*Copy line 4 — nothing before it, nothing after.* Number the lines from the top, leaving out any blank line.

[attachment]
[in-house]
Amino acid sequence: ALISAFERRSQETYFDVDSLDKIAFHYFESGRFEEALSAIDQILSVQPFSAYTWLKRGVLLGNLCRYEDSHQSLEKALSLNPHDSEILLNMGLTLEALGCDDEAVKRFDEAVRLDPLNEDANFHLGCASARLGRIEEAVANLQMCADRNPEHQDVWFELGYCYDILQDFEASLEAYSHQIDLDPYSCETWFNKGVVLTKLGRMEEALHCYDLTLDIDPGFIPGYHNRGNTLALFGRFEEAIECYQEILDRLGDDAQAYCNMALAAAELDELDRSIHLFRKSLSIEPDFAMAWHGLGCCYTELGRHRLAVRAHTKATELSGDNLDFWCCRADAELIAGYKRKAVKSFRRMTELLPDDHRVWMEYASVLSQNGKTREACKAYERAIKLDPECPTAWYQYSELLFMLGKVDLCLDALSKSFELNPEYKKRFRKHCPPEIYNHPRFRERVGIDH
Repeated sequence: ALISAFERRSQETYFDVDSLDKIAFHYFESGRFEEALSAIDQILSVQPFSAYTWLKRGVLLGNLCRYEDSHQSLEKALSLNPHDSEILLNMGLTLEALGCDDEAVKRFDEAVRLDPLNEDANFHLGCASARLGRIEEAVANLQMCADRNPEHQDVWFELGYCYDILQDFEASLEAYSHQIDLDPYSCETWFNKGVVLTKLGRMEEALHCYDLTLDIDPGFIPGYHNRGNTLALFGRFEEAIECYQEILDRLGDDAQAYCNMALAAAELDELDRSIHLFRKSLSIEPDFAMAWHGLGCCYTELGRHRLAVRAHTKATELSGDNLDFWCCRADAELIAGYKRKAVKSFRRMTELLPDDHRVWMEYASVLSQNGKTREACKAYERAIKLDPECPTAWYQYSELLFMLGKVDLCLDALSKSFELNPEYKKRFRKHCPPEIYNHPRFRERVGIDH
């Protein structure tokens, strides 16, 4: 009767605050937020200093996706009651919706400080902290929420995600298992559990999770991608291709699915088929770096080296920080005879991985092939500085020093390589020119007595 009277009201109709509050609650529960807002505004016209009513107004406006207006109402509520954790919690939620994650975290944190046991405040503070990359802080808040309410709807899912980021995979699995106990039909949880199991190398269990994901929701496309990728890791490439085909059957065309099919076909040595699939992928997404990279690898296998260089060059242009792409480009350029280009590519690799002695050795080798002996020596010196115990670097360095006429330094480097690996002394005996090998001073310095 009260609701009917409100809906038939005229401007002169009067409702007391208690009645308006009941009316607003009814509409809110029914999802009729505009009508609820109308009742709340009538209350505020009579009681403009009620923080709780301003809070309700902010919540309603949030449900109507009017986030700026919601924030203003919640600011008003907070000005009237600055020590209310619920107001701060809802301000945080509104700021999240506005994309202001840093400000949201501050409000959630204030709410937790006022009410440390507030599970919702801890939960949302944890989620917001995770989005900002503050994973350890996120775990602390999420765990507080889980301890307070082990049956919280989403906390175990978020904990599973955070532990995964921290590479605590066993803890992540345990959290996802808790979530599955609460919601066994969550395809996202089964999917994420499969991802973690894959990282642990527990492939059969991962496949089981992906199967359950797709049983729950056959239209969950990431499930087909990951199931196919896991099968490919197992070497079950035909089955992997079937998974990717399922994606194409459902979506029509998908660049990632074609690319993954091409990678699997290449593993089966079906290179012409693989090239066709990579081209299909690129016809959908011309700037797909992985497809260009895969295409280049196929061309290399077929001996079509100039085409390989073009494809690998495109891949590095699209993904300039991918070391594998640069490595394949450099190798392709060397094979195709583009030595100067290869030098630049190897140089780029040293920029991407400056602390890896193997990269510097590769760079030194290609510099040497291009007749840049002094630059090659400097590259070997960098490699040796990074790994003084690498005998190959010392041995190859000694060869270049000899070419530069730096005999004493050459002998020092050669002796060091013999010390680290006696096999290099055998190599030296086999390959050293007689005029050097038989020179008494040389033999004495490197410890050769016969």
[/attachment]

């Protein structure tokens, strides 16, 4: 009767605050937020200093996706009651919706400080902290929420995600298992559990999770991608291709699915088929770096080296920080005879991985092939500085020093390589020119007595 009277009201109709509050609650529960807002505004016209009513107004406006207006109402509520954790919690939620994650975290944190046991405040503070990359802080808040309410709807899912980021995979699995106990039909949880199991190398269990994901929701496309990728890791490439085909059957065309099919076909040595699939992928997404990279690898296998260089060059242009792409480009350029280009590519690799002695050795080798002996020596010196115990670097360095006429330094480097690996002394005996090998001073310095 009260609701009917409100809906038939005229401007002169009067409702007391208690009645308006009941009316607003009814509409809110029914999802009729505009009508609820109308009742709340009538209350505020009579009681403009009620923080709780301003809070309700902010919540309603949030449900109507009017986030700026919601924030203003919640600011008003907070000005009237600055020590209310619920107001701060809802301000945080509104700021999240506005994309202001840093400000949201501050409000959630204030709410937790006022009410440390507030599970919702801890939960949302944890989620917001995770989005900002503050994973350890996120775990602390999420765990507080889980301890307070082990049956919280989403906390175990978020904990599973955070532990995964921290590479605590066993803890992540345990959290996802808790979530599955609460919601066994969550395809996202089964999917994420499969991802973690894959990282642990527990492939059969991962496949089981992906199967359950797709049983729950056959239209969950990431499930087909990951199931196919896991099968490919197992070497079950035909089955992997079937998974990717399922994606194409459902979506029509998908660049990632074609690319993954091409990678699997290449593993089966079906290179012409693989090239066709990579081209299909690129016809959908011309700037797909992985497809260009895969295409280049196929061309290399077929001996079509100039085409390989073009494809690998495109891949590095699209993904300039991918070391594998640069490595394949450099190798392709060397094979195709583009030595100067290869030098630049190897140089780029040293920029991407400056602390890896193997990269510097590769760079030194290609510099040497291009007749840049002094630059090659400097590259070997960098490699040796990074790994003084690498005998190959010392041995190859000694060869270049000899070419530069730096005999004493050459002998020092050669002796060091013999010390680290006696096999290099055998190599030296086999390959050293007689005029050097038989020179008494040389033999004495490197410890050769016969």